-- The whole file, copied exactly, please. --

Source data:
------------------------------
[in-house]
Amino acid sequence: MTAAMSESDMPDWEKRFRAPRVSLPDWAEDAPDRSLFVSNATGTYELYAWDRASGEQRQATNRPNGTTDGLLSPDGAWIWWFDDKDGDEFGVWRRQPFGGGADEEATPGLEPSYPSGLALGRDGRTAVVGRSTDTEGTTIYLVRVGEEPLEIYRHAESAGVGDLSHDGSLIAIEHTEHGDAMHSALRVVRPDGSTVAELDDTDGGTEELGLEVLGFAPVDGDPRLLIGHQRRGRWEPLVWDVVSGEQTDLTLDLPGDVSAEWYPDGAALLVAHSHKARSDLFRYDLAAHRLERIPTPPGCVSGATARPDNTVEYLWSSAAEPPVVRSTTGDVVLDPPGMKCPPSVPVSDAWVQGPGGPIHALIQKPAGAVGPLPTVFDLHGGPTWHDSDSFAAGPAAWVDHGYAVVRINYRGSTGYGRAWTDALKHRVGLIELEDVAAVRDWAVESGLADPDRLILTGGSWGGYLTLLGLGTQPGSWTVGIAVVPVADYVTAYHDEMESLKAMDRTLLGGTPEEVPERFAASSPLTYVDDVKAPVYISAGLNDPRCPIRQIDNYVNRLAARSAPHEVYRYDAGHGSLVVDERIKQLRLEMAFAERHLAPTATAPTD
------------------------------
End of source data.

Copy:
[in-house]
Amino acid sequence: MTAAMSESDMPDWEKRFRAPRVSLPDWAEDAPDRSLFVSNATGTYELYAWDRASGEQRQATNRPNGTTDGLLSPDGAWIWWFDDKDGDEFGVWRRQPFGGGADEEATPGLEPSYPSGLALGRDGRTAVVGRSTDTEGTTIYLVRVGEEPLEIYRHAESAGVGDLSHDGSLIAIEHTEHGDAMHSALRVVRPDGSTVAELDDTDGGTEELGLEVLGFAPVDGDPRLLIGHQRRGRWEPLVWDVVSGEQTDLTLDLPGDVSAEWYPDGAALLVAHSHKARSDLFRYDLAAHRLERIPTPPGCVSGATARPDNTVEYLWSSAAEPPVVRSTTGDVVLDPPGMKCPPSVPVSDAWVQGPGGPIHALIQKPAGAVGPLPTVFDLHGGPTWHDSDSFAAGPAAWVDHGYAVVRINYRGSTGYGRAWTDALKHRVGLIELEDVAAVRDWAVESGLADPDRLILTGGSWGGYLTLLGLGTQPGSWTVGIAVVPVADYVTAYHDEMESLKAMDRTLLGGTPEEVPERFAASSPLTYVDDVKAPVYISAGLNDPRCPIRQIDNYVNRLAARSAPHEVYRYDAGHGSLVVDERIKQLRLEMAFAERHLAPTATAPTD